DEVELOPING TALENT: The electronics contractor is looking to recruit people to work in core tech fields and emerging industries like electric cars and robotics Hon Hai Precision Industry Co (鴻海精密), the world’s largest contract electronics maker, has launched a recruitment drive, offering a monthly salary of no less than NT$45,000 (US$1,485) to university graduates. For those with a master’s degree, the starting pay would be NT$52,000 per month at the minimum, while doctorate degree holders would receive at least NT$60,000 a month, Hon Hai said a statement issued early this week. The latest recruitment drive is aimed at attracting talent in core technology fields — artificial intelligence, semiconductors and next-generation mobile communications — and emerging industries — electric vehicles, digital healthcare and robotics, the
NEW CONSIDERATIONS: An airline manager said the idea is tempting, as demand for air cargo is strong, but issues such as training loaders would need to be addressed Taiwanese airlines might repurpose passenger jets to carry cargo in their cabins to offset lost revenue amid the COVID-19 pandemic. Airlines are considering applying to the Civil Aeronautics Administration (CAA) for permission to transport cargo in passenger cabins after StarLux Airlines Co (星宇航空) last month became the first among the nation’s airlines to offer cargo-only flights using the normal cargo holds of its three Airbus SE A321neo passenger jets. “We are considering whether to increase our capacity by putting cargo on passenger seats,” Starlux spokesman Nieh Kuo-wei (聶國維) told the Taipei Times by telephone. “The advantage is that we can improve revenue,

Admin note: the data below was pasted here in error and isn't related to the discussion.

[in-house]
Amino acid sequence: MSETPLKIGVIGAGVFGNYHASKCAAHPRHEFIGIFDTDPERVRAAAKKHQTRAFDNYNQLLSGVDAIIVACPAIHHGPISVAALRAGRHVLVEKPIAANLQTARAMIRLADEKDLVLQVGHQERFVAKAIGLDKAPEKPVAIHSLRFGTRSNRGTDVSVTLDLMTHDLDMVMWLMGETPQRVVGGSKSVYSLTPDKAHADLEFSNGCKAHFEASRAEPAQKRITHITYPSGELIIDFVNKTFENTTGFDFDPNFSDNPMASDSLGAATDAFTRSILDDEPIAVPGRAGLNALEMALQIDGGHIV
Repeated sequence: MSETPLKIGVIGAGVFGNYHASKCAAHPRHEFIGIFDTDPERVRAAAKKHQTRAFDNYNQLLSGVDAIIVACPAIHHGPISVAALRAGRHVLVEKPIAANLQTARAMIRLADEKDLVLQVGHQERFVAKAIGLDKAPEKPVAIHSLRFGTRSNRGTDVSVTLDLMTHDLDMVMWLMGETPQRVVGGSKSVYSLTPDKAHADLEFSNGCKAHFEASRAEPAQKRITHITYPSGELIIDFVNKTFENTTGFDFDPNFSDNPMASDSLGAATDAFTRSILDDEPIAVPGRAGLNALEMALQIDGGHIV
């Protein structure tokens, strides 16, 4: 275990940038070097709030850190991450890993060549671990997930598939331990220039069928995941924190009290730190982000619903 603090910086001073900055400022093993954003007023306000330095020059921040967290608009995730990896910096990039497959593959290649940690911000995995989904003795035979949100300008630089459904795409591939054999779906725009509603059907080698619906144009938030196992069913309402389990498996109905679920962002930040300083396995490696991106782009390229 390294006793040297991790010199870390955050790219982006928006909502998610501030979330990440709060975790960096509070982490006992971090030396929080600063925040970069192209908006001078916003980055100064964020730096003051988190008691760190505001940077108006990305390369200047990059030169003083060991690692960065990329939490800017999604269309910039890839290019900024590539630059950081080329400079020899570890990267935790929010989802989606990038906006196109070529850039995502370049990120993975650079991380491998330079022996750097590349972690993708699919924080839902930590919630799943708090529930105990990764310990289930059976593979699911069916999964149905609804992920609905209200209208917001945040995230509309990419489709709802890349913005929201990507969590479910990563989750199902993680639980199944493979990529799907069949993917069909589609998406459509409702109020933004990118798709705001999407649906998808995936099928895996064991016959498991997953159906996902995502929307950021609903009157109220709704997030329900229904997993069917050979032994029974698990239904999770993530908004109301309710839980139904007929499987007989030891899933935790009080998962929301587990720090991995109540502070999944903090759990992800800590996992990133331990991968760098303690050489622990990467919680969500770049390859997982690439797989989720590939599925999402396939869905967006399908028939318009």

GLOBAL CUTS: CEO Warren East said the firm’s focus was on strengthening financial resilience, so it would likely reduce salary costs by at least 10% this year Rolls-Royce Holdings PLC is scrapping its targets and final dividend to shore up its finances as the British aero-engine maker’s customers around the world ground planes due to the COVID-19 pandemic. Rolls-Royce, one of Britain’s most historic industrial names, which before the pandemic struck was trying to emerge from a multiyear turnaround plan, has suspended its dividend for the first time since 1987. The company’s engines power Airbus SE and Boeing Co’s widebody jets, but more than 60 percent of that fleet is now grounded, according to aviation data provider Cirium. Rolls-Royce is paid by airlines based on how many hours they fly. Over
PAINFUL CONTRACTION: Passenger loads in February on flights between Taiwan and China, Hong Kong and Macau fell by more than 90 percent compared with December Even with more than NT$450 billion (US$14.85 billion) in financial aid from the Executive Yuan’s expanded relief package, local tourism-related businesses are unlikely to rebound from the COVID-19 pandemic any time soon, a central bank report released last month said. The NT$1.05 trillion relief package includes NT$472 billion in financial assistance for tourism and transportation sectors, such as airlines, hotels, travel agencies, taxis and tour buses. However, a March 20 central bank report said that the effects of the COVID-19 pandemic on global and domestic economies are far greater than that of the 2002-2003 SARS epidemic, despite any benefits from delayed purchases